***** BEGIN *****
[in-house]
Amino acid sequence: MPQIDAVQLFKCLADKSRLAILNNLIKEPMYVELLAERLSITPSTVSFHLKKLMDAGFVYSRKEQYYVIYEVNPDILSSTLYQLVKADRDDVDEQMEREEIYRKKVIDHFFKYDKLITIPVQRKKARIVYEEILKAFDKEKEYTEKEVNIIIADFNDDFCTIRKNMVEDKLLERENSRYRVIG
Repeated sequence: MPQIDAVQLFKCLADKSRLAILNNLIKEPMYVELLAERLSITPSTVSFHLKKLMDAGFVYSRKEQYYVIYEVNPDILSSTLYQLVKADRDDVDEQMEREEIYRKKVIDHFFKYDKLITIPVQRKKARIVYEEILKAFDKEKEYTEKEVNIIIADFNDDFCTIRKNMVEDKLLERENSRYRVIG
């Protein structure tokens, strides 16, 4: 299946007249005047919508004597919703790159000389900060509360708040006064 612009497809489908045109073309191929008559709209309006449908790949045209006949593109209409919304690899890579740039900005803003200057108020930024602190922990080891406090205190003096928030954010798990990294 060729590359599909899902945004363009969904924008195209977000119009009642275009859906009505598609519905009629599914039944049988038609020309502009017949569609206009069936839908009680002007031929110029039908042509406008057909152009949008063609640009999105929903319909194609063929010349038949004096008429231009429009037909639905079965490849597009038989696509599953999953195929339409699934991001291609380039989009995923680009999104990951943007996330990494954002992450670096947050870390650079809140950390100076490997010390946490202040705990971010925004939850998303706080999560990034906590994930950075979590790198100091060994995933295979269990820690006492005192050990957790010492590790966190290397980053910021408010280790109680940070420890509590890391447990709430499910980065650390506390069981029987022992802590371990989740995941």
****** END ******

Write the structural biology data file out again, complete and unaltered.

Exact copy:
[in-house]
Amino acid sequence: MPQIDAVQLFKCLADKSRLAILNNLIKEPMYVELLAERLSITPSTVSFHLKKLMDAGFVYSRKEQYYVIYEVNPDILSSTLYQLVKADRDDVDEQMEREEIYRKKVIDHFFKYDKLITIPVQRKKARIVYEEILKAFDKEKEYTEKEVNIIIADFNDDFCTIRKNMVEDKLLERENSRYRVIG
Repeated sequence: MPQIDAVQLFKCLADKSRLAILNNLIKEPMYVELLAERLSITPSTVSFHLKKLMDAGFVYSRKEQYYVIYEVNPDILSSTLYQLVKADRDDVDEQMEREEIYRKKVIDHFFKYDKLITIPVQRKKARIVYEEILKAFDKEKEYTEKEVNIIIADFNDDFCTIRKNMVEDKLLERENSRYRVIG
């Protein structure tokens, strides 16, 4: 299946007249005047919508004597919703790159000389900060509360708040006064 612009497809489908045109073309191929008559709209309006449908790949045209006949593109209409919304690899890579740039900005803003200057108020930024602190922990080891406090205190003096928030954010798990990294 060729590359599909899902945004363009969904924008195209977000119009009642275009859906009505598609519905009629599914039944049988038609020309502009017949569609206009069936839908009680002007031929110029039908042509406008057909152009949008063609640009999105929903319909194609063929010349038949004096008429231009429009037909639905079965490849597009038989696509599953999953195929339409699934991001291609380039989009995923680009999104990951943007996330990494954002992450670096947050870390650079809140950390100076490997010390946490202040705990971010925004939850998303706080999560990034906590994930950075979590790198100091060994995933295979269990820690006492005192050990957790010492590790966190290397980053910021408010280790109680940070420890509590890391447990709430499910980065650390506390069981029987022992802590371990989740995941």